This is probably the one smartphone feature you did not have on your “must have” list: Researchers have uncovered a stream of phones hitting the market which come with malware, named RottenSys, pre-installed – without their new owners having to do a single swipe.
Nearly 5 million phones are believed to be included in this scheme. Impacted labels include GIONEE, Honor, Huawei, OPPO, Samsung, Vivo and Xiaomi. While all of the infected phones seem to have come through Tian Pai, a Chinese distributor based in Hangzhou, the precise connection has not yet been uncovered.
While the malware has been named RottenSys, impacted users see this as a more innocuous “System Wi-Fi service” app that came pre-installed their phones.
RottenSys comes in quietly
RottenSys does not start malicious as to not set off any alarms. Instead, it starts out by chatting with its command-and-control servers to get first a shopping list and then it gets the malicious code.
This particular batch of code turns into an adware campaign with a barrage of ads appearing on the victim’s device as full-screen and pop-up ads, producing a stream of ad revenue for the cybercriminals.
Then it pumps up the volume
That is just the start. The CheckPoint researchers believe the malware can then mutate according to whatever its C&C overloads command. They expect that the malware will become part of a larger botnet which could distribute other apps and change the victim’s UI around.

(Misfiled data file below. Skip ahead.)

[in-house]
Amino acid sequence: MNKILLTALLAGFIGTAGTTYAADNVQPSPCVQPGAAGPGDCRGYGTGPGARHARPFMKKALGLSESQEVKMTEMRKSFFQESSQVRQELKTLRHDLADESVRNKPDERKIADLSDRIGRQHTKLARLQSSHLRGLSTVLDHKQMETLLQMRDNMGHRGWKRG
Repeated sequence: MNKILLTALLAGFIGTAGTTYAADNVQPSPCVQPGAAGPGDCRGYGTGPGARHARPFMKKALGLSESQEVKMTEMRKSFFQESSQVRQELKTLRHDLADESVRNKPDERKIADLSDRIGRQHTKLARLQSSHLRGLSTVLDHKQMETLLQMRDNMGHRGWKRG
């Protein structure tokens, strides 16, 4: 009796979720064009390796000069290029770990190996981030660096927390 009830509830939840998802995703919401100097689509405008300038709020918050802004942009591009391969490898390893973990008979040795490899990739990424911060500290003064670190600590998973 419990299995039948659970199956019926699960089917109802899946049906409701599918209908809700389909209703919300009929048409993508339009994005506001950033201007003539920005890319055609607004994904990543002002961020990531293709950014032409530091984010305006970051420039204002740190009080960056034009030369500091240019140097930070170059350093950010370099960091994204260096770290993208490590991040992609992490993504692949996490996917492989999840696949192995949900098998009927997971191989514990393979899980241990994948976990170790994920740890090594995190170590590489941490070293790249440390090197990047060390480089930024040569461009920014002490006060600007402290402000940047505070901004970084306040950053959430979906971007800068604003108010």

RottenSys is part of the modern trend in malware of not taking money directly from your pocket like ransomware – but forcing you to watch irritating ads – and then billing the advertisers for their effort. Nobody is saying if these ads are really “high value”.
Software is built like your car – drive with care
At its core, RottenSys is a supply chain vulnerability in the software industry. It is like your car, with multiple factories making foam padding, fabrics, steel frames, another factory putting this together into a seat and shipping it off to the final assembly plant where it arrives about 45 minutes before being bolted into place. Automakers watch this entire supply chain extremely closely — and RottenSys is a sign that the IT industry needs to do so as well.
What can you do to stay safe
There is a silver lining though. Due to the prerequisites that need to be given for the malware to be on your phone most of the infected phones are based in China – so if you have not bought your device from over there you should be safe. To be really sure though, you can do the following:
Go to your Android system settings and from there in the App Manager. Then look for the following possible malware package names:
- com.android.yellowcalendarz (每日黄历)
- com.changmi.launcher (畅米桌面)
- com.android.services.securewifi (系统WIFI服务)
If any of above is in the list of your installed apps, simply uninstall it and you should be fine.